Two questions: “How healthy are your relationships?” and “What does that reveal about you?”
I have read and reviewed two of Andrew Sobel’s previously published books, Power Questions: Build Relationships, Win New Business, and Influence Others (2012) and All For One: 10 Strategies for Building Trusted Client Partnerships (2009), the former co-authored with Jerold Panas. I think very highly of their erudition in combination with a practical approach when rigorously examining especially complicated business challenges and opportunities.
What we have in their latest book, Power Relationships, is greater development of several concepts introduced in Power Questions but also a wealth of new information, insights, and counsel . The power relationships to which this book’s eponymous title refers include but are by no means limited to those in the business world. They can also be developed elsewhere, within and beyond one’s home and community. Sobel and Panas are convinced — as am I — that, whatever their nature and extent may be, the most valuable relationships are empowered by commitment, intimacy, and dependability as well as by mutual affection, respect, and trust. They are also convinced — but I am not — that the 26 Relationship Laws are “irrefutable” and “apply without exception. They pass the tests of experience and common sense.”
My own opinion is that the 26 are best viewed as guidelines rather than as “laws.” However characterized, a combination of them really could help develop an extraordinarily sound relationship with almost anyone in any sector of one’s life, including active participation in social media. With only minor modification, at least some of the 26 could offer excellent guidance to newlyweds and new parents as well as to those who begin a new job, especially if that involves relocation to another city or town. I reviewed the guidelines with two teenage grandsons recently and, yes, with appropriate modification, the guidance helped to clarify some issues of immediate concern to them.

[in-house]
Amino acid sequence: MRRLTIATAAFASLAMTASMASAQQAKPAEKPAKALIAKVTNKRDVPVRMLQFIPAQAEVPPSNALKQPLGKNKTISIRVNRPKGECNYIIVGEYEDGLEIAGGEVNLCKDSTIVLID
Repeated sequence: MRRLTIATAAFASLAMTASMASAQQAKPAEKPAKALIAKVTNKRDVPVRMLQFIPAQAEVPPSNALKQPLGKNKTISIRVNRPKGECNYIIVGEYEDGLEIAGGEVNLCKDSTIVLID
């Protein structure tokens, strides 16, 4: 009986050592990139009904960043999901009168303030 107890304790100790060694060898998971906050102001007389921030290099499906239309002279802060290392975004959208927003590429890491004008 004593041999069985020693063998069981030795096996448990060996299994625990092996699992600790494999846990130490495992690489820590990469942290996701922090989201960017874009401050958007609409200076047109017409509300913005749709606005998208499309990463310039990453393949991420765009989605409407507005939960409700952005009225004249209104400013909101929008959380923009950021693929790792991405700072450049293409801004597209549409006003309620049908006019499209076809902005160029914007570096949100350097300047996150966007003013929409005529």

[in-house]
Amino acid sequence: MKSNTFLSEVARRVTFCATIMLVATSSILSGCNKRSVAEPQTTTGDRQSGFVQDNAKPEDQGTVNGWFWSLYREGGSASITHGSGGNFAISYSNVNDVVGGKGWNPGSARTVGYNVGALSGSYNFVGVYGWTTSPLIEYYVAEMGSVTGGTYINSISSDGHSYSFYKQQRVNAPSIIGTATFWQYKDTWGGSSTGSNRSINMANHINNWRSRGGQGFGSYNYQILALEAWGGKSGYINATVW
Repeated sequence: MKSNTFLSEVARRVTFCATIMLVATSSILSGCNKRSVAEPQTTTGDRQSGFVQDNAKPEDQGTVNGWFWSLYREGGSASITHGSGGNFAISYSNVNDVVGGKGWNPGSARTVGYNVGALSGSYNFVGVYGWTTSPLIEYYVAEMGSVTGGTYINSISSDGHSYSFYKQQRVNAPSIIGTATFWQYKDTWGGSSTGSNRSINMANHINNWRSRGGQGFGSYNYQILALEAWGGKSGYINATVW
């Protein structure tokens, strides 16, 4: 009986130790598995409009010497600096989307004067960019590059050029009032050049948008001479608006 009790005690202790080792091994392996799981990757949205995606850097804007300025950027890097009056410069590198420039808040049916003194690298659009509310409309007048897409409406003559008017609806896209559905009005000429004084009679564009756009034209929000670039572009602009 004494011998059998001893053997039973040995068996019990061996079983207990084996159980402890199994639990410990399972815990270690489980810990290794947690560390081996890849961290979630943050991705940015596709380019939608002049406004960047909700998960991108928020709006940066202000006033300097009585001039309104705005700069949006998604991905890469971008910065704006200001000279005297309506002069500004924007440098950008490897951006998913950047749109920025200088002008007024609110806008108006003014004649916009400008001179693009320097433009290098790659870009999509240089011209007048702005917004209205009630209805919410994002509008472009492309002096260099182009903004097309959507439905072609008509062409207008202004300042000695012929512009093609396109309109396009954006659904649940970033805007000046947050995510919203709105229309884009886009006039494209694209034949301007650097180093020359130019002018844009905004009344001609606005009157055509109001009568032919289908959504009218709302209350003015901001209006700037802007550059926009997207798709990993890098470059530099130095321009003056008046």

I especially appreciate the abundance of stories throughout the narrative, anchored in human experience, with several persons featured because Sobel or Panas has or once had a personal relationship with them. Panas, for example, developed a remarkably close relationship with the great retailer, James Cash Penney. Various situations in the real world serve to illustrate one or more of the “rules” but they also have entertainment value. To Sobel and Panas’ share credit, their material is as enjoyable as it is informative.
Other incidents involve persons known only to the co-authors but they are excellent inclusions, given how much of value those featured learned from their own experiences, now shared in this book. Which of the hundreds of anecdotes are of greatest interest and value will, of course, be determined by each reader. That said, I think the book should be read in its entirety…and then read again.
Andrew Sobel and Jerold Panas invite their reader to visit a specified website from which they can download a free, 90-page workbook – “The Power Relationships Planning Guide” — that summarizes each of the 26 and explains how the reader can apply it to their own relationships. This material does not replace or even supplement the material in the book; rather, it enriches it. This is a substantial, indeed generous value-added benefit.
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Those who plan to read this book need to know that, although it is a collaboration, the narrative is advanced with a first person singular voice. There is only occasional use of the first personal plural pronoun, “we.” That said, I find this use of voice a rhetorical expediency, not a problem. If and when there is a revised and updated edition, I presume to suggest that an index be added.